Drupal

Edit: As Pol said in comments, you can use the openlayers_taxonomy module to do this. But it turns out I had to use content types as layers too, so this technique still was useful to me. Thank you Pol :)

I wanted to create layers depending on some taxonomy terms with Openlayers. But the only way to create layers with views is to add one display per layer. What if you want as many layers as terms ? Some Views trickery to the rescue !

  1. Create your Openlayers view.
  2. Add a layer display for the first term.
  3. Create a filter for the term.
  4. Export the view through code.

Then, edit the view code to create one layer per term :
/**
* Implements hook_views_default_views().
*/
function MYMODULE_views_default_views() {
$vocabulary = taxonomy_vocabulary_machine_name_load('VOCABULARY_NAME');
$terms = taxonomy_get_tree($vocabulary->vid);
// Your view code for the master display...
foreach($terms as $term) {
$handler = $view->new_display('openlayers', $term->name, 'layer_' . $term->tid);
// The display code...
$handler->display->display_options['filters']['tid']['value'] = array(

To show the profile2 form directly on the user account edit form :

The following assumes that the profile2 type is called "profile".

First, we have to hide the tab on the user account page :

/**
* Implements hook_menu_alter().
*/
function MY_MODULE_menu_alter(&$items) {
$items['user/%user_category/edit/profile']['access callback'] = FALSE;
}

Then, merge the profile2 form with the user account form itself :

/**
* Implements hook_form_FORM_ID_alter() for the user edit form.
*/
function MY_MODULE_form_user_profile_form_alter(&$form, &$form_state) {
if (($type = profile2_get_types('profile')) && $type->userCategory) {
if (empty($form_state['profiles'])) {
$profile = profile2_load_by_user($form['#user'], 'profile');
if (empty($profile)) {
$profile = profile_create(array('type' => 'profile', 'uid' => $form['#user']->uid));
}
$form_state['profiles'][$profile->type] = $profile;
}
profile2_attach_form($form, $form_state);
}
}

Drupal uses a default jQuery UI theme. Here is how to use your own theme created using the jQuery ThemeRoller.

Put the generated jQuery UI theme in your theme directory, in a subfolder called "jquery-ui". It should have an "images" folder and a "jquery-ui.css" file.

Then, in your theme's template.php :

/**
* Implements hook_library_alter().
*/
function YOUR_THEME_library_alter(&$libraries, $module) {
$libraries['ui']['css'] = array();
$libraries['ui.accordion']['css'] = array();
$libraries['ui.autocomplete']['css'] = array();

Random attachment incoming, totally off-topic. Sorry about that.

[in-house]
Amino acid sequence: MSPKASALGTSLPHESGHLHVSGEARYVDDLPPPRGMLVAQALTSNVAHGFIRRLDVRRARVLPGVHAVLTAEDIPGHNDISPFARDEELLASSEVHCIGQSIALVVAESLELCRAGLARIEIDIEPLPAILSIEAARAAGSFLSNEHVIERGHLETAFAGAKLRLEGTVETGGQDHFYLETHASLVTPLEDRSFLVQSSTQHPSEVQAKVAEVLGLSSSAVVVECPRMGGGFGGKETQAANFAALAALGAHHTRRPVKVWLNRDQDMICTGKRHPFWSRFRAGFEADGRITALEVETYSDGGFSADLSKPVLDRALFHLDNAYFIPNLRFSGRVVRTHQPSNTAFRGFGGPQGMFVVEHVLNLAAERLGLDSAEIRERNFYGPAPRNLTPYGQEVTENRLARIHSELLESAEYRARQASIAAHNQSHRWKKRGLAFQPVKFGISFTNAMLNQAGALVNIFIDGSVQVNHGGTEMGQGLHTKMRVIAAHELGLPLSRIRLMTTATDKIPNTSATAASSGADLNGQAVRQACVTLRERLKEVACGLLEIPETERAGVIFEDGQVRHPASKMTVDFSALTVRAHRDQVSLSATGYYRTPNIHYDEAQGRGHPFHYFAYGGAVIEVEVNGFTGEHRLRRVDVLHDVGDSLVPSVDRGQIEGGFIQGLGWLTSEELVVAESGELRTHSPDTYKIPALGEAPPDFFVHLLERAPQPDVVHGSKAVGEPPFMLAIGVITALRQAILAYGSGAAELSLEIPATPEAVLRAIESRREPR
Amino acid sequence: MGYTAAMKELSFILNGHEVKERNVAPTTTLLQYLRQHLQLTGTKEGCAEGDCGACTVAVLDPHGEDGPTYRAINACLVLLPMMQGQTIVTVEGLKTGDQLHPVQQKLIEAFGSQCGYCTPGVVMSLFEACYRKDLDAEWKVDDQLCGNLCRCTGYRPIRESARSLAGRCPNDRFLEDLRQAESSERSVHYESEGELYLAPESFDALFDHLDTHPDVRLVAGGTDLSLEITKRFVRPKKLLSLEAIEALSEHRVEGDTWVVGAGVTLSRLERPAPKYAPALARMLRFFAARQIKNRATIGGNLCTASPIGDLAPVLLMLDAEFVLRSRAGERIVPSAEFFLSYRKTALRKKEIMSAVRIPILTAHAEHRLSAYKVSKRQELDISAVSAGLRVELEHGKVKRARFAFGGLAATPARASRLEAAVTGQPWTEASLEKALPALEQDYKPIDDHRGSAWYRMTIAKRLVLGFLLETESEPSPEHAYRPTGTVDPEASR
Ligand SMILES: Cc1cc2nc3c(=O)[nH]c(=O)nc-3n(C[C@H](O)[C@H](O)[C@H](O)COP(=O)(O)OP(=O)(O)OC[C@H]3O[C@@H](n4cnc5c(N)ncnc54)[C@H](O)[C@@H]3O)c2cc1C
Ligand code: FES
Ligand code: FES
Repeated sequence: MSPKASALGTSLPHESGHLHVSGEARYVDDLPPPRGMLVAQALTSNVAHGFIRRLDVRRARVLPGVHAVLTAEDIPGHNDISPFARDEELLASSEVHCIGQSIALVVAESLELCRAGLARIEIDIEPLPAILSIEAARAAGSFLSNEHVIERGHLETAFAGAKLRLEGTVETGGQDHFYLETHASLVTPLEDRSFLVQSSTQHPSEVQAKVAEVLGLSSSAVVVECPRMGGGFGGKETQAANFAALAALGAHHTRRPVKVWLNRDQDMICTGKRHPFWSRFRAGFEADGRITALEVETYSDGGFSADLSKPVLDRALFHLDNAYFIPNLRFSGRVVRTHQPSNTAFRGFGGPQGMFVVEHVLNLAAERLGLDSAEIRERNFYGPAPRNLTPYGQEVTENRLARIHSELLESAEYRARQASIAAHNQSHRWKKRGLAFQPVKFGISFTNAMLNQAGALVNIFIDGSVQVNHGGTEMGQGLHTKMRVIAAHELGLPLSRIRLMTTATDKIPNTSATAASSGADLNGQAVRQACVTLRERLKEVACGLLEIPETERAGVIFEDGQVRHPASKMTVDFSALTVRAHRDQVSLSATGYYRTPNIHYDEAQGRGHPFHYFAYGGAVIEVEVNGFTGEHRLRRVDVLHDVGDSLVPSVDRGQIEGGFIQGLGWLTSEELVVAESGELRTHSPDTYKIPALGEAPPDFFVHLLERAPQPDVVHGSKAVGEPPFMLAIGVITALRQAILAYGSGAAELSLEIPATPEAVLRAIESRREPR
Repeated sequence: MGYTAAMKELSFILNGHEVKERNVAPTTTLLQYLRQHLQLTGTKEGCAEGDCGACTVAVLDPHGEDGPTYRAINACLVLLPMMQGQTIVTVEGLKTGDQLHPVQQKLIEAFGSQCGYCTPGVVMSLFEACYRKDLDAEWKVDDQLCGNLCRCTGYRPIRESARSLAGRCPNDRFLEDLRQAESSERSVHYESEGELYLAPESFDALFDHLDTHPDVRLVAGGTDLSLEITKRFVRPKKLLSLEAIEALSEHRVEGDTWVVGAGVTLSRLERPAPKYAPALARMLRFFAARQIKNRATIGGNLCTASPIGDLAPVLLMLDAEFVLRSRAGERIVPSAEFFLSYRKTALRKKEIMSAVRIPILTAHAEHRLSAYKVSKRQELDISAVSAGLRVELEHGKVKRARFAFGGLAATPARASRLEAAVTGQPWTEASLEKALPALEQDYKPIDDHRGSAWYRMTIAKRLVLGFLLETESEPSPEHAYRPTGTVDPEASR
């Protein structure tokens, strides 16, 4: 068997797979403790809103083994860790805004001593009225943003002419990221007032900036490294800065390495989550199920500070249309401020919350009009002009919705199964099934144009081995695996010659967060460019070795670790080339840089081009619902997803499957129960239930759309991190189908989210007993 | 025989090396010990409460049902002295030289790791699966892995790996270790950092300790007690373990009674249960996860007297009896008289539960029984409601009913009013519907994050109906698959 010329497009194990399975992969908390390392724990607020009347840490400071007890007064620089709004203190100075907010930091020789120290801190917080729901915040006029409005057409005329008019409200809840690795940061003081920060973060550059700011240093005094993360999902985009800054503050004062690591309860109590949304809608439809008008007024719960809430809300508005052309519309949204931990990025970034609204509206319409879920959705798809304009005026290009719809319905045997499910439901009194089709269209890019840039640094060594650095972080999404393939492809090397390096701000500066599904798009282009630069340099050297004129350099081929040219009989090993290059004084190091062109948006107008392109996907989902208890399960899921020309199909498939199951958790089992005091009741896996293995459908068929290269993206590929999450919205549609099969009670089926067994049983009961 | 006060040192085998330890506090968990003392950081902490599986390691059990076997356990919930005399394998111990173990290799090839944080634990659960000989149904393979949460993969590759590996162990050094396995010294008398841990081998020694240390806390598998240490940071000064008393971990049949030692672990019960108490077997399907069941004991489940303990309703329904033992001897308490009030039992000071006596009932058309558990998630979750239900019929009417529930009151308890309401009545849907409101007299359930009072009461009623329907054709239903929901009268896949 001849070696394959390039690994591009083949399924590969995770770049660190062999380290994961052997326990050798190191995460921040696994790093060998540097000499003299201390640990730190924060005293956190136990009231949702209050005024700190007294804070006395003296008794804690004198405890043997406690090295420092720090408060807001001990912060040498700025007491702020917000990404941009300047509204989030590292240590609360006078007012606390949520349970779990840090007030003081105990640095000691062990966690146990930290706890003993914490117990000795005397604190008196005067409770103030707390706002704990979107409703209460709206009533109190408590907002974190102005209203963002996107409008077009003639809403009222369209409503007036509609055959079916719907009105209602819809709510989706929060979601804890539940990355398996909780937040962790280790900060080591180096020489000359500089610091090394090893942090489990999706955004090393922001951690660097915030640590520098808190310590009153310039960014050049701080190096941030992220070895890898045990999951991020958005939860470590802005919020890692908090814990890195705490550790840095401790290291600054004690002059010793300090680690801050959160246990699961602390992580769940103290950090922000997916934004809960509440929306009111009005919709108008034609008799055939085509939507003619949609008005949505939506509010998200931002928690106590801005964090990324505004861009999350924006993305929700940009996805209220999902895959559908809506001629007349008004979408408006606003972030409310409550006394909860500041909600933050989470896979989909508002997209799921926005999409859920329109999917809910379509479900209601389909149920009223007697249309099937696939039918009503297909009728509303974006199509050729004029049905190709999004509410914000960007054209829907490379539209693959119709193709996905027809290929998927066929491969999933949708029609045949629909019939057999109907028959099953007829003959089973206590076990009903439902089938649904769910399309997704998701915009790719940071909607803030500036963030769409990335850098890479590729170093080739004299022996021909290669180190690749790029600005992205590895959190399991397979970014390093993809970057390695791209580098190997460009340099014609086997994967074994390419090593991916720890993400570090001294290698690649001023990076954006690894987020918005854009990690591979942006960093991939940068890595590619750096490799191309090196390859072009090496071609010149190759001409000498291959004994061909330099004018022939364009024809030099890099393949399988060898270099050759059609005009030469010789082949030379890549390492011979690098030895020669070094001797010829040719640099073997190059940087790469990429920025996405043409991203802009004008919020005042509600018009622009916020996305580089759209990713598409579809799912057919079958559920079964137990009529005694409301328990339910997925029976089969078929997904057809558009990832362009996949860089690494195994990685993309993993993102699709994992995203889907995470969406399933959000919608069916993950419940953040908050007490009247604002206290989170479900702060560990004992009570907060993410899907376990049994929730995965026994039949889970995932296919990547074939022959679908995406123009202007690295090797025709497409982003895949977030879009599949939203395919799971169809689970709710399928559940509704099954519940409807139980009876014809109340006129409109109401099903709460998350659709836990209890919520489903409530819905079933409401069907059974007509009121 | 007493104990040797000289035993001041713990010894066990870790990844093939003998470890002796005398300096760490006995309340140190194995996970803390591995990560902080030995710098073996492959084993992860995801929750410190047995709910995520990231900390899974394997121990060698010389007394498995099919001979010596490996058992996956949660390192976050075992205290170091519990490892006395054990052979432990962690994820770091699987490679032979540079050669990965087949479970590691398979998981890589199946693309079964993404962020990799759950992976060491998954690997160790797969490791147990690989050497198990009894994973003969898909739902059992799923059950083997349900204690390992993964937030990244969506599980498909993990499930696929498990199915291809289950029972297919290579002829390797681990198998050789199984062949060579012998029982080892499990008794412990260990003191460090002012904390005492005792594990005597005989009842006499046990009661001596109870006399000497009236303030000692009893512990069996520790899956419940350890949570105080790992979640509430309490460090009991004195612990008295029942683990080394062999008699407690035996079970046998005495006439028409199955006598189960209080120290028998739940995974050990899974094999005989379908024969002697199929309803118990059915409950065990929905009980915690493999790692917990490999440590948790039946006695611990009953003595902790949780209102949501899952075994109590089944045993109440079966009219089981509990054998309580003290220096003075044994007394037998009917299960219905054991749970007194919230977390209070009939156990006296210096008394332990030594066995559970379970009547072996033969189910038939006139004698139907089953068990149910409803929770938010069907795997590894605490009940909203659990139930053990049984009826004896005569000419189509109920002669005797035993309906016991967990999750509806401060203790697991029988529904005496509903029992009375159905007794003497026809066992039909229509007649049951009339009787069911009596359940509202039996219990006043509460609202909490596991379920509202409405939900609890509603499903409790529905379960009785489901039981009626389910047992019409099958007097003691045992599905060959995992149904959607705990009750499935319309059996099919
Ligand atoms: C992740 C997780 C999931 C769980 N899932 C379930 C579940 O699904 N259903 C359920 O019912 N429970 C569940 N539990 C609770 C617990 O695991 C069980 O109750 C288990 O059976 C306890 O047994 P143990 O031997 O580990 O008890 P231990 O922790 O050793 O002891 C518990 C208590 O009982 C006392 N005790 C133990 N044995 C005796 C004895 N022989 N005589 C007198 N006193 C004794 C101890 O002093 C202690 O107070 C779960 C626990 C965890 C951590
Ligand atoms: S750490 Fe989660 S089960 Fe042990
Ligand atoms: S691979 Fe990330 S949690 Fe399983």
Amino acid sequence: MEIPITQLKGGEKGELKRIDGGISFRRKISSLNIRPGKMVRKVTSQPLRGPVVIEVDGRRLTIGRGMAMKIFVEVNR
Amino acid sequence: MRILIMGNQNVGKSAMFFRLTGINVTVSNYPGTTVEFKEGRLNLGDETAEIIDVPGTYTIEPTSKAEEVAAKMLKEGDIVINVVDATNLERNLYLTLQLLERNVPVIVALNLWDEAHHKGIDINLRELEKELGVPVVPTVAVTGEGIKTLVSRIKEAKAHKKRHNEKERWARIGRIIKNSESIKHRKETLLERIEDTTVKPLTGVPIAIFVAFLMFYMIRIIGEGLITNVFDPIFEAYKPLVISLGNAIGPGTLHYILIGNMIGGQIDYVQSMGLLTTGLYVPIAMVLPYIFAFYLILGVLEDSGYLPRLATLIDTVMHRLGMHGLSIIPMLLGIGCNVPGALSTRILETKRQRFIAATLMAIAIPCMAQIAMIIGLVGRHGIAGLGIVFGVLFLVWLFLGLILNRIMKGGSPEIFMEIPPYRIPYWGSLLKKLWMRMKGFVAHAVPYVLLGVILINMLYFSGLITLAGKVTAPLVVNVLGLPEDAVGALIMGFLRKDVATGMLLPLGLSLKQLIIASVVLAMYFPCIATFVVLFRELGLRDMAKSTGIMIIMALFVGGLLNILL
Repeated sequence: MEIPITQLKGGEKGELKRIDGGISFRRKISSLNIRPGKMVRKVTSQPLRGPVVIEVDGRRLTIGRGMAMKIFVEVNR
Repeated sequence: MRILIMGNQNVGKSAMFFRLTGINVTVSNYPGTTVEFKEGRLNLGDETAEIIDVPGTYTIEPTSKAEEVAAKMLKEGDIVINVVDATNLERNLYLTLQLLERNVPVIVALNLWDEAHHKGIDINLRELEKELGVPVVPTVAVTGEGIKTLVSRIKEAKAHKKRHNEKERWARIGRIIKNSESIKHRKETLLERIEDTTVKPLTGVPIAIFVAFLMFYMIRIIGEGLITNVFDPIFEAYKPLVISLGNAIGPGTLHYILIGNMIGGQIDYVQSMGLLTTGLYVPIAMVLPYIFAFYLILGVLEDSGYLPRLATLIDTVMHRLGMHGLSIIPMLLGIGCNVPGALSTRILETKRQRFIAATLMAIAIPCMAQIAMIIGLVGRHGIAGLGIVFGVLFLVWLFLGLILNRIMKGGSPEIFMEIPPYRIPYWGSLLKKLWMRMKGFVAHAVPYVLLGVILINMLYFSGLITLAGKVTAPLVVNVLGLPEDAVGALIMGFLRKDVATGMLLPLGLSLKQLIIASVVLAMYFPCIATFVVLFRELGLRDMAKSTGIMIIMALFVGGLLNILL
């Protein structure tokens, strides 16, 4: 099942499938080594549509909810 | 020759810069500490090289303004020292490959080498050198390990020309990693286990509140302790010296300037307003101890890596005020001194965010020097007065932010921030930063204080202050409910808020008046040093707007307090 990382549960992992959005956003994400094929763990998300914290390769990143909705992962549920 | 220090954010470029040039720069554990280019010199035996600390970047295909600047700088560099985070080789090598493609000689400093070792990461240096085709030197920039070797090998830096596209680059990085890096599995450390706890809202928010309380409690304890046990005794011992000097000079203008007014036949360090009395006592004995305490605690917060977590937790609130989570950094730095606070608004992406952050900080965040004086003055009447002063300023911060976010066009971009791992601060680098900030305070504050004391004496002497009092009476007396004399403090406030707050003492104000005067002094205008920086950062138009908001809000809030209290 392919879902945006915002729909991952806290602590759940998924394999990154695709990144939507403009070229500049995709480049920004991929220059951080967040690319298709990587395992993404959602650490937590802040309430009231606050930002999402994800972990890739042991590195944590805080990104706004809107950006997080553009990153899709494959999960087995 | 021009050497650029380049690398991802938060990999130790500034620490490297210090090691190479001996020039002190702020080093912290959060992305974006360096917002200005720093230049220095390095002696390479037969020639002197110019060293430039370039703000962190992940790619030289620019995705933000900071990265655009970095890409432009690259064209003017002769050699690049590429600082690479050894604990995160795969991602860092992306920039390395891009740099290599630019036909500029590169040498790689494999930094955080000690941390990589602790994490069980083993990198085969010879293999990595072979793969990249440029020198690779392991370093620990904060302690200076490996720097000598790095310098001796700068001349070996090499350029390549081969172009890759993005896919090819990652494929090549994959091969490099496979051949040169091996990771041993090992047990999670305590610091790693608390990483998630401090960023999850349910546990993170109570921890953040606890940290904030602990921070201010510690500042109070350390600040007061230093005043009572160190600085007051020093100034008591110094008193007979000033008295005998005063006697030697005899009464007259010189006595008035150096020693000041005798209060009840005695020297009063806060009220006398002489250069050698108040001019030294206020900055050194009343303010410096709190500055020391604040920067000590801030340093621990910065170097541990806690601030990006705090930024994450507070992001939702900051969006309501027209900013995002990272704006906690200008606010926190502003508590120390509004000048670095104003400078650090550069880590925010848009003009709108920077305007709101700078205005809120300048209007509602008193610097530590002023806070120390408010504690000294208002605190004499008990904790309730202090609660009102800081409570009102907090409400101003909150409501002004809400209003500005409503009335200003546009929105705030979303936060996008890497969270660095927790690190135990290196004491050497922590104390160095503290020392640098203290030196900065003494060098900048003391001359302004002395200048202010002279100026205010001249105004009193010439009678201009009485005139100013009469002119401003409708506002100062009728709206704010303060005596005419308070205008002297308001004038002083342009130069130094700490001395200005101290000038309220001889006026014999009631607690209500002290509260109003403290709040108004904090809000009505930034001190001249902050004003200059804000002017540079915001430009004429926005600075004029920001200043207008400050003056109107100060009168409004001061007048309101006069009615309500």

$libraries['ui.button']['css'] = array();
$libraries['ui.datepicker']['css'] = array();
$libraries['ui.dialog']['css'] = array();
$libraries['ui.draggable']['css'] = array();
$libraries['ui.droppable']['css'] = array();
$libraries['ui.mouse']['css'] = array();
$libraries['ui.position']['css'] = array();
$libraries['ui.progressbar']['css'] = array();
$libraries['ui.resizable']['css'] = array();
$libraries['ui.selectable']['css'] = array();
$libraries['ui.slider']['css'] = array();
$libraries['ui.sortable']['css'] = array();
$libraries['ui.tabs']['css'] = array();
$libraries['ui']['css'][drupal_get_path('theme', 'YOUR_THEME') . '/jquery-ui/jquery-ui.css'] = array();
}

For a recent project, I had to migrate from Drupal 5 to Drupal 7. Here is how I did it without too much pain. The key steps are :

  • Export data to CSV from the original instance using Views module and a CSV output plugin.
  • Import them in the 7.x instance using Feeds.

A friend of mine just pointed out that my name is written in big characters in a slide of the latest Keynote of Dries Buytaert showing Drupal contributors :) It is in slide #10, and also in the video, around 1:00. Yay ! I'm famous !

Random magic hehe, I'm not such a big contributor ;) Try to find my name in this picture where contributors size is proportionate, that's a little harder :) :

/**
* Implements hook_cron_queue_info().
*/
function MYMODULE_cron_queue_info() {
$queues = array();
$queues['MYMODULE_queue_notify'] = array(
'worker callback' => 'MYMODULE_queue_notify_worker',
'time' => 15,
);
return $queues;
}
 
/**
* Queue worker for sending notification mails.
*/
function MYMODULE_queue_notify_worker($params) {
drupal_mail('MYMODULE', 'notify', $params['to'], language_default(), $params, $params['from']);
}
 
/**
* Implements hook_mail().
*/
function MYMODULE_mail($key, &$message, $params) {
$language = $message['language'];
$message['subject'] = $params['subject'];